SUMMARY OF THE INVENTION Our present invention is based upon the use of an insoluble solid having an open-cell microporous physical structure and a nonionic chemical composition to adsorb narcotics and amphetamines from urine samples. According to our method, a urine sample is passed through a short bed or column of the nonionic microporous solid material on which the drugs become adsorbed, the drugs are eluted from the microporous adsorbent and thereafter identified by any suitable means, preferably thin-layer chromatography. The apparatus, which is most suitably in the form of a plastic film structure, includes a first chamber through which the sample passes and a second chamber in fluid communication with the first chamber which contains the solid adsorbent material; after a sample has passed through the second chamber the narcotic analgesics and amphetamines are eluted from the adsorbent solid and analyzed.

We have found small beads of nonionic styrene-divinylbenzene copolymers having a porous macroreticular structure to the particularly effective for the adsorption of narcotic analgesics and amphetamines as described above.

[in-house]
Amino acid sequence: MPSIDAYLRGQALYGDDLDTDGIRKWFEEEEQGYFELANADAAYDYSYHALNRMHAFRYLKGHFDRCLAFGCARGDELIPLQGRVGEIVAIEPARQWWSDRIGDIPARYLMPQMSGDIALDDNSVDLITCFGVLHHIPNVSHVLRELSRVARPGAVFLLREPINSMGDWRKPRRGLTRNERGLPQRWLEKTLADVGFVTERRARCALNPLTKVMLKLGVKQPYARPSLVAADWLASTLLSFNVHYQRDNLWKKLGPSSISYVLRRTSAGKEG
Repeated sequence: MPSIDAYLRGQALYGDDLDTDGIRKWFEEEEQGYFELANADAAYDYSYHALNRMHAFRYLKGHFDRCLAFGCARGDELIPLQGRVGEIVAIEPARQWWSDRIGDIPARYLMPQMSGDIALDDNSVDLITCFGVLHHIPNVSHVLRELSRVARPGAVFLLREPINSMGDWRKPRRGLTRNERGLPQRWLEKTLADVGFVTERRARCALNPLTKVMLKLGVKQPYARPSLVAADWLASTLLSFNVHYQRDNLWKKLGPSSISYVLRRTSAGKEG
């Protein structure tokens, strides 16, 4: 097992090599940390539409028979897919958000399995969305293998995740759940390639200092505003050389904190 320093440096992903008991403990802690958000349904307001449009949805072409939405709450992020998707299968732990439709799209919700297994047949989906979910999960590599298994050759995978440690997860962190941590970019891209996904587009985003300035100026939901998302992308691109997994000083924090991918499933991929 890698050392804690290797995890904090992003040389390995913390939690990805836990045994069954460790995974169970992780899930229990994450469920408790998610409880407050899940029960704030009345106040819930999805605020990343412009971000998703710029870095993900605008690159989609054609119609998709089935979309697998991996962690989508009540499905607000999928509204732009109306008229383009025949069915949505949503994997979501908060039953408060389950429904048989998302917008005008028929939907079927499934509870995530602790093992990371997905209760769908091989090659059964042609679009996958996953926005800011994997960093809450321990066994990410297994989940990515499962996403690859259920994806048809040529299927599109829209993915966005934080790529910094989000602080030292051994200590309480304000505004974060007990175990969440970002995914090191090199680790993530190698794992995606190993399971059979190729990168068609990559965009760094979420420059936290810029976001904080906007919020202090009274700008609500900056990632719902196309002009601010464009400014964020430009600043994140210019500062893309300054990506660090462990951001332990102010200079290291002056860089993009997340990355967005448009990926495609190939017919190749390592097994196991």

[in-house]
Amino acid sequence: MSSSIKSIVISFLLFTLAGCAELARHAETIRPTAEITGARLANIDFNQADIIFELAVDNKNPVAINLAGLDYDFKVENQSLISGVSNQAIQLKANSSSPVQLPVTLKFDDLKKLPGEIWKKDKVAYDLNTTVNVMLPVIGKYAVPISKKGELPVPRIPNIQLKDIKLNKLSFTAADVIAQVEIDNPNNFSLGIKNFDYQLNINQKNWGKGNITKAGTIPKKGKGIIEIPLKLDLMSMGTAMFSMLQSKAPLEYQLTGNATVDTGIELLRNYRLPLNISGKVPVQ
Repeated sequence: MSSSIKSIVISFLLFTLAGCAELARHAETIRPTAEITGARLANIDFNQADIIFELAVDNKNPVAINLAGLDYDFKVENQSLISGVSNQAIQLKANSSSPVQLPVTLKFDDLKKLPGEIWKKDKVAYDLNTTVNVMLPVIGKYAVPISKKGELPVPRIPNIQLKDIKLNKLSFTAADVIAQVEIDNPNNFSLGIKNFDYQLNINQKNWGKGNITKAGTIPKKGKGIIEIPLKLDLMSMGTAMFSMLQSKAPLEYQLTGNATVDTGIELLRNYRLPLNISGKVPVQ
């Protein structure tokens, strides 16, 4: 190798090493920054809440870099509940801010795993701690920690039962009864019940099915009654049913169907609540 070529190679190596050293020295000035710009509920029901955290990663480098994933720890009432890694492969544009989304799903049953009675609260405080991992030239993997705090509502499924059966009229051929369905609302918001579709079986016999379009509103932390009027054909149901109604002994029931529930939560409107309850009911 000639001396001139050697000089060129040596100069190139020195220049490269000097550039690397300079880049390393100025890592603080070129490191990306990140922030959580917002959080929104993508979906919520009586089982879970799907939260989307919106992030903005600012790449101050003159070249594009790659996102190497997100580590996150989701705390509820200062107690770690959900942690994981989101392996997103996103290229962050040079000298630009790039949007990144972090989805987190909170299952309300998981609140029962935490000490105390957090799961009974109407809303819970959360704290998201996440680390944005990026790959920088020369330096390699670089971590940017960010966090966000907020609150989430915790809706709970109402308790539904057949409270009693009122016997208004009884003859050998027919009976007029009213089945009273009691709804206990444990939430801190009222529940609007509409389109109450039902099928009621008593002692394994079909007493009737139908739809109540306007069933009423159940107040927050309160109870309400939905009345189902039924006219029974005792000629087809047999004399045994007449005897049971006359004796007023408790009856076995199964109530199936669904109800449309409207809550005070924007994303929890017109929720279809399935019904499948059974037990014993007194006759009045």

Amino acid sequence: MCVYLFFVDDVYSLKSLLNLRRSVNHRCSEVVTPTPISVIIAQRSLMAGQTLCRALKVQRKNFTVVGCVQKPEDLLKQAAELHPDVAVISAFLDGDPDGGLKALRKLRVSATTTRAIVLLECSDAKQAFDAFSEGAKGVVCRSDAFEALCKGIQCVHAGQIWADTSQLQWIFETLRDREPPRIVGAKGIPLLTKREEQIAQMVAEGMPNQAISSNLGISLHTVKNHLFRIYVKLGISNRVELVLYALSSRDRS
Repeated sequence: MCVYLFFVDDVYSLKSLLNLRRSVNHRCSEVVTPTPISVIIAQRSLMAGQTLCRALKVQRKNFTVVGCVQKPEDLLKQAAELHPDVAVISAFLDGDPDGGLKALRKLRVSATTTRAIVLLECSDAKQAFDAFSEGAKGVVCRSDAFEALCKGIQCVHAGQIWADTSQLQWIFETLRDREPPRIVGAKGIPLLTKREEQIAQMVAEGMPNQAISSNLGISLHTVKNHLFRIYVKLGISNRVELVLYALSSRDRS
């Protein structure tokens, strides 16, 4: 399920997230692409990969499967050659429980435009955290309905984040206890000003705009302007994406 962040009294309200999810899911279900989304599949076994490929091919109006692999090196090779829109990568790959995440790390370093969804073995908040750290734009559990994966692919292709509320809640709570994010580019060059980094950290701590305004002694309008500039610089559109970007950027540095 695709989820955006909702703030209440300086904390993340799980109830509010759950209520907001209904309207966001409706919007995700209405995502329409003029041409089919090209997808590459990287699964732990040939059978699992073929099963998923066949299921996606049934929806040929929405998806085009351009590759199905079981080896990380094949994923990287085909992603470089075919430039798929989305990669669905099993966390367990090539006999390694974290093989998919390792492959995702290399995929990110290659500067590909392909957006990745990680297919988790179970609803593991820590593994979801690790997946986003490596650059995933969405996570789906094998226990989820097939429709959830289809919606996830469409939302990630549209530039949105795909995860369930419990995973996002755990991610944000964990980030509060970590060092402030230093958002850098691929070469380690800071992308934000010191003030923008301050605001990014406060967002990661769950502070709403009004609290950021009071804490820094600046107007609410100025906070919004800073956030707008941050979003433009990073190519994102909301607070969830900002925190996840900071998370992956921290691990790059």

Our technique provides a means to detect narcotics and amphetamines in urine that has a number of important advantages in comparison to the prior art methods discussed previously. The procedure to prepare a sample for analysis requires only about fifteen minutes as compared to the ninety minutes needed for the equivalent portion of the Dole method when using only a single buffersolvent extraction. A single step elution is provided by the present invention which removes various narcotics from the urine instead of only removing a narrow band of extracts. The present test is sensitive without evaporation of the extracts before they are analyzed. Additionally, our method detects narcotic metabolites as well as the parent narcotic compounds withiout the need to use extra hydrolysis procedures, so that it is now possible to provide a fingerprint identification of a narcotic compound. A further important advantage is the provision of self-contained detection unit which gives the clinic or laboratory a pre-packaged apparatus suitable for carrying out our method in a convenient, economical and rapid manner.